How to Remove an Officer From Articles of Incorporation

by K.A. Francis; Updated September 26, 2017
Colleagues working in office

When a corporation goes into business, they must file an Articles of Incorporation. According to the US Legal website, the Articles of Incorporation is a document that must be filed with the state in order to incorporate. Information included in the document includes the company name, location and names of the officers of the company.

If the officers change for any reason, then a new incorporation document, referred to as a Restated Articles of Incorporation, must be filed.

Step 1

Take a vote. If the officer is asking to be removed from the Articles of Incorporation, then the vote would be for informational purposes for the minutes of the meeting. However, if other officers are calling for this individual's removal, then the officers who want him removed state their case, the officer being removed defends his position, and then the board votes on the removal. A majority vote determines whether the officer is removed or not.

Step 2

Have the officer sign a letter of resignation. If the officer resigned voluntarily, he should create the resignation citing his reasons for resigning. If he was voted out, the remaining officers should draft the resignation stating why the officer was removed.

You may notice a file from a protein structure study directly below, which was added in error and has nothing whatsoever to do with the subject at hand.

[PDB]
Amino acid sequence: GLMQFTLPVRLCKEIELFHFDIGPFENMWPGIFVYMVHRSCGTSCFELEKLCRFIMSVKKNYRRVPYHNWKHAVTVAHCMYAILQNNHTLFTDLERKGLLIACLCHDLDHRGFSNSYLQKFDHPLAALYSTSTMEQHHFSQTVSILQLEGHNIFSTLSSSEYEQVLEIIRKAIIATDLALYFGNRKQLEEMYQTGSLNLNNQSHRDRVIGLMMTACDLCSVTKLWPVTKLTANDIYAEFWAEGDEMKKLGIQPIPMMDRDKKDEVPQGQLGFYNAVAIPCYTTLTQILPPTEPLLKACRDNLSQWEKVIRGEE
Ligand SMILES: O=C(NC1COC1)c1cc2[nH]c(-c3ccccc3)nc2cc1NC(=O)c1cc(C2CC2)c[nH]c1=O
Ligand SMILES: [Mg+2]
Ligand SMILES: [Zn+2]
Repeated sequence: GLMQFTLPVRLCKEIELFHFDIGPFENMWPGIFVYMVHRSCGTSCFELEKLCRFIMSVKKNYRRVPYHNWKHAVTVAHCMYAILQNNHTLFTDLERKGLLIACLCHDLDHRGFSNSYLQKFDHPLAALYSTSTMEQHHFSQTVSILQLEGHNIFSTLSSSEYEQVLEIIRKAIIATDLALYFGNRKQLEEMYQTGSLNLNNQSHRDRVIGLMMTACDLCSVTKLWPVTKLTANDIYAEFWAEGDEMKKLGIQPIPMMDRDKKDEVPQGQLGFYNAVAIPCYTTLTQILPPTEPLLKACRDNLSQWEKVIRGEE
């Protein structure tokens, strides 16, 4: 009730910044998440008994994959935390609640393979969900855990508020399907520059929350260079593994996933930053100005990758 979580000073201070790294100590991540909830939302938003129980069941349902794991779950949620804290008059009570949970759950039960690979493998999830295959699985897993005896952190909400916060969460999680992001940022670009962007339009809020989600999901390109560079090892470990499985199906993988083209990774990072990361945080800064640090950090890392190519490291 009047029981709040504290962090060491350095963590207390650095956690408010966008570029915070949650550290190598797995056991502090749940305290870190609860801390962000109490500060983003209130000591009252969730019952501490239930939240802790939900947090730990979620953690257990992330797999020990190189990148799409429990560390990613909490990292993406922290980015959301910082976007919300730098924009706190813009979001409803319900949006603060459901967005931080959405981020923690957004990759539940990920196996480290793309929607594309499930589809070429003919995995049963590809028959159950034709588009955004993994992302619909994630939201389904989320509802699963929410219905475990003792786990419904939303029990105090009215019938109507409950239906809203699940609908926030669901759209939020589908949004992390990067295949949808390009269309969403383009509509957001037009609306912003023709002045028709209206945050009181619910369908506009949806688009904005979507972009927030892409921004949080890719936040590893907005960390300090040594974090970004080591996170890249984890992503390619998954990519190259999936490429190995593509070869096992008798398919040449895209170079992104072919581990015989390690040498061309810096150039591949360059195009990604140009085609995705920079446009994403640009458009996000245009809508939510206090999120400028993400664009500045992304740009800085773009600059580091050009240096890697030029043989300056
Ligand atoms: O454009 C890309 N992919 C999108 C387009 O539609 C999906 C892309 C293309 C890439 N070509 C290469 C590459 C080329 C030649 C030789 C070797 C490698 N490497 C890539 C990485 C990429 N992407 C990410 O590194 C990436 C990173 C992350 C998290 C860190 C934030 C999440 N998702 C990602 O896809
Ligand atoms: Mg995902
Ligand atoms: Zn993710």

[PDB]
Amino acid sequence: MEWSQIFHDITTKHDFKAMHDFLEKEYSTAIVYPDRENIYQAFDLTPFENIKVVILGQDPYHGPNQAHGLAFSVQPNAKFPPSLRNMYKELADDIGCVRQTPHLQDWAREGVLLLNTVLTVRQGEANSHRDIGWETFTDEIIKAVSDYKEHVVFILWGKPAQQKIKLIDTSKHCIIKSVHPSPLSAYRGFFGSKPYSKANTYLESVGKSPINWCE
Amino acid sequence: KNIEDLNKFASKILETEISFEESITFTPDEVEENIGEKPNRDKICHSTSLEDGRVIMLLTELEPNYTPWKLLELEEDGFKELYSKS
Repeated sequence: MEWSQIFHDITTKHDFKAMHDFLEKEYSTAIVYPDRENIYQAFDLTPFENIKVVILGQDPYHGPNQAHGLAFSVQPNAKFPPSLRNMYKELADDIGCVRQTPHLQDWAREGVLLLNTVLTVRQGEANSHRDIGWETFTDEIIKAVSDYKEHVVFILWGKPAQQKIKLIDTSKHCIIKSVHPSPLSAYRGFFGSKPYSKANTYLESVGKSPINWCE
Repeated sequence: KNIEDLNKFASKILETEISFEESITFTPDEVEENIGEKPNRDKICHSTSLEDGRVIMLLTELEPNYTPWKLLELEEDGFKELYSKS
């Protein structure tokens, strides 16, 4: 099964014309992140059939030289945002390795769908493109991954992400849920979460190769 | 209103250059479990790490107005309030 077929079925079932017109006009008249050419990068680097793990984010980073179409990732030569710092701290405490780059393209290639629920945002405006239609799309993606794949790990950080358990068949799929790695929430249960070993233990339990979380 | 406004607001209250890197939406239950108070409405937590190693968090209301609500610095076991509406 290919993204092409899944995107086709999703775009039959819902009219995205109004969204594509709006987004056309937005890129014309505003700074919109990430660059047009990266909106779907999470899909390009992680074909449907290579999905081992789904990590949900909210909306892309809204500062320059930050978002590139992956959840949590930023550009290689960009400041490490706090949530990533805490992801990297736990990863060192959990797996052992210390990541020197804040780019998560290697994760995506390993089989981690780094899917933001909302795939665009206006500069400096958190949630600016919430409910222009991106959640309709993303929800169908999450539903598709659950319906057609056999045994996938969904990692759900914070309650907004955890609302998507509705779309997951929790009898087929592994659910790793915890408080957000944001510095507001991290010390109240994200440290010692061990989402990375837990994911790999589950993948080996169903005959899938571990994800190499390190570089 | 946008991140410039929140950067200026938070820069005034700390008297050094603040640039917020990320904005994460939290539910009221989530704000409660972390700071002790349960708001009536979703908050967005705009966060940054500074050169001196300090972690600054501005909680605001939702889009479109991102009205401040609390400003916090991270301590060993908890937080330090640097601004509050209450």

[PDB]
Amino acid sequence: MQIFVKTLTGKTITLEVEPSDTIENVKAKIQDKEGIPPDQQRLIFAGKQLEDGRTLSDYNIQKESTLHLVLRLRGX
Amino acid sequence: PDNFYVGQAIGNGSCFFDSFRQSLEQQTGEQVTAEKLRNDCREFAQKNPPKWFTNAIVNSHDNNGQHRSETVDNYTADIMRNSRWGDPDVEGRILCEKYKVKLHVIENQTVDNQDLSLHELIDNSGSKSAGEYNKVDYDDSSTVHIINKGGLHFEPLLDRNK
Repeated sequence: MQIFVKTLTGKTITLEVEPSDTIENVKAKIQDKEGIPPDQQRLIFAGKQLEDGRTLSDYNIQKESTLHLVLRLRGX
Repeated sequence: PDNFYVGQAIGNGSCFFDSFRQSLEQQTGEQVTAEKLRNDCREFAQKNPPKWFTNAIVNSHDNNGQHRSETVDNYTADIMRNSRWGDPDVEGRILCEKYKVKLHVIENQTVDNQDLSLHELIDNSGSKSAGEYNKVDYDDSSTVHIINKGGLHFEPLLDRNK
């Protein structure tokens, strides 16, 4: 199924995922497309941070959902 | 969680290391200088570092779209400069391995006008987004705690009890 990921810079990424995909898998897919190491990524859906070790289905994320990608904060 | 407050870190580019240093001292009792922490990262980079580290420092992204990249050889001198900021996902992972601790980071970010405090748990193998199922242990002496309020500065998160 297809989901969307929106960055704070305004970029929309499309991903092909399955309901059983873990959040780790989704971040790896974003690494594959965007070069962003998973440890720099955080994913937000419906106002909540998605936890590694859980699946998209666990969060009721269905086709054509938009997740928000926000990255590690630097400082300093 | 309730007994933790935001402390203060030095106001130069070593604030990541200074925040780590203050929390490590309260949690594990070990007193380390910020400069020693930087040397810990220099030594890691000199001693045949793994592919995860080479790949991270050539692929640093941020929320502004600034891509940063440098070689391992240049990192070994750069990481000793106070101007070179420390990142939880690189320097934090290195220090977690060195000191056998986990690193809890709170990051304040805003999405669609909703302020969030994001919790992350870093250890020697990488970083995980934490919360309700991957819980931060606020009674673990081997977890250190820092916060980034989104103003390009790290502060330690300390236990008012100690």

Step 3

Take another vote. If the officer is to be replaced, a new officer will need to be nominated and voted in. This is optional unless the business charter requires a set number of members.

Step 4

File a restated Articles of Incorporation including the new officer. A new Articles of Incorporation needs to be filed with the state's secretary of state office, removing the old officer and adding a new one if a new one was added.

Tips

  • Consider a press release if the officer that was removed was a public face for the company. It will alleviate any questions about a company's stability.

Warnings

  • If you remove an officer by vote, there needs to be a legitimate reason for the change. Articles of Incorporation are public records and changes to a company structure can hurt a company's image.

About the Author

K.A. Francis is a freelance writer with over 20 years experience, and a small business consultant and jewelry designer. She holds a Bachelor of Arts in English and business administration and a Master of Arts in Adult Education. She has written for "The Einkwell," "Windsor Parent," MomsOnline, Writer's Stew, Lighthouse Venture Group and others. Her jewelry design company, KAF Creations, has been in operation since 1998.

Photo Credits

  • Comstock Images/Comstock/Getty Images